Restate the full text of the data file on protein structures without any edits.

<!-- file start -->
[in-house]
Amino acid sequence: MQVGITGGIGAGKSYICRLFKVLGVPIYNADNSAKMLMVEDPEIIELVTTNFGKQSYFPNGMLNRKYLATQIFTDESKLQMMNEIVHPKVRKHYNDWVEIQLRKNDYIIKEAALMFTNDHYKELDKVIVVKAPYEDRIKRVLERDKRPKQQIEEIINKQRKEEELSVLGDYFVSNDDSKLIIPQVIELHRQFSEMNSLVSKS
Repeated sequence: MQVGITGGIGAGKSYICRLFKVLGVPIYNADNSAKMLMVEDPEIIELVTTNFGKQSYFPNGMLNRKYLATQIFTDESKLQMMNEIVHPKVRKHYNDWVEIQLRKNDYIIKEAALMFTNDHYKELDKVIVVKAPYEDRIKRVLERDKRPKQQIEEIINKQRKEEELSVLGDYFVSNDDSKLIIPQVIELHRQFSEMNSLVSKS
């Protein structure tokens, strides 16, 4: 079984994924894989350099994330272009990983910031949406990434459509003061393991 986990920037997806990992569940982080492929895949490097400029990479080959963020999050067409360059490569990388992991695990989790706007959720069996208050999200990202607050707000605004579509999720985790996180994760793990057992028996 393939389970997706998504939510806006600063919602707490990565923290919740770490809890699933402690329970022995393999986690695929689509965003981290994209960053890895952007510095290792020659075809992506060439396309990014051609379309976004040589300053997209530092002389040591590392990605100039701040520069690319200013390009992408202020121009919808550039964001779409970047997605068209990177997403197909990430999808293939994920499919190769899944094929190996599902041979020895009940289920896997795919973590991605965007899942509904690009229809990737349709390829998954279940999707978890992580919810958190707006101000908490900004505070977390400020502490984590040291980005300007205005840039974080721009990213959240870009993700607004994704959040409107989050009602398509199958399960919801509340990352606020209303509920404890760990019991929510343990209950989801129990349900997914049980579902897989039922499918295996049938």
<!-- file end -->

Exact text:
[in-house]
Amino acid sequence: MQVGITGGIGAGKSYICRLFKVLGVPIYNADNSAKMLMVEDPEIIELVTTNFGKQSYFPNGMLNRKYLATQIFTDESKLQMMNEIVHPKVRKHYNDWVEIQLRKNDYIIKEAALMFTNDHYKELDKVIVVKAPYEDRIKRVLERDKRPKQQIEEIINKQRKEEELSVLGDYFVSNDDSKLIIPQVIELHRQFSEMNSLVSKS
Repeated sequence: MQVGITGGIGAGKSYICRLFKVLGVPIYNADNSAKMLMVEDPEIIELVTTNFGKQSYFPNGMLNRKYLATQIFTDESKLQMMNEIVHPKVRKHYNDWVEIQLRKNDYIIKEAALMFTNDHYKELDKVIVVKAPYEDRIKRVLERDKRPKQQIEEIINKQRKEEELSVLGDYFVSNDDSKLIIPQVIELHRQFSEMNSLVSKS
């Protein structure tokens, strides 16, 4: 079984994924894989350099994330272009990983910031949406990434459509003061393991 986990920037997806990992569940982080492929895949490097400029990479080959963020999050067409360059490569990388992991695990989790706007959720069996208050999200990202607050707000605004579509999720985790996180994760793990057992028996 393939389970997706998504939510806006600063919602707490990565923290919740770490809890699933402690329970022995393999986690695929689509965003981290994209960053890895952007510095290792020659075809992506060439396309990014051609379309976004040589300053997209530092002389040591590392990605100039701040520069690319200013390009992408202020121009919808550039964001779409970047997605068209990177997403197909990430999808293939994920499919190769899944094929190996599902041979020895009940289920896997795919973590991605965007899942509904690009229809990737349709390829998954279940999707978890992580919810958190707006101000908490900004505070977390400020502490984590040291980005300007205005840039974080721009990213959240870009993700607004994704959040409107989050009602398509199958399960919801509340990352606020209303509920404890760990019991929510343990209950989801129990349900997914049980579902897989039922499918295996049938």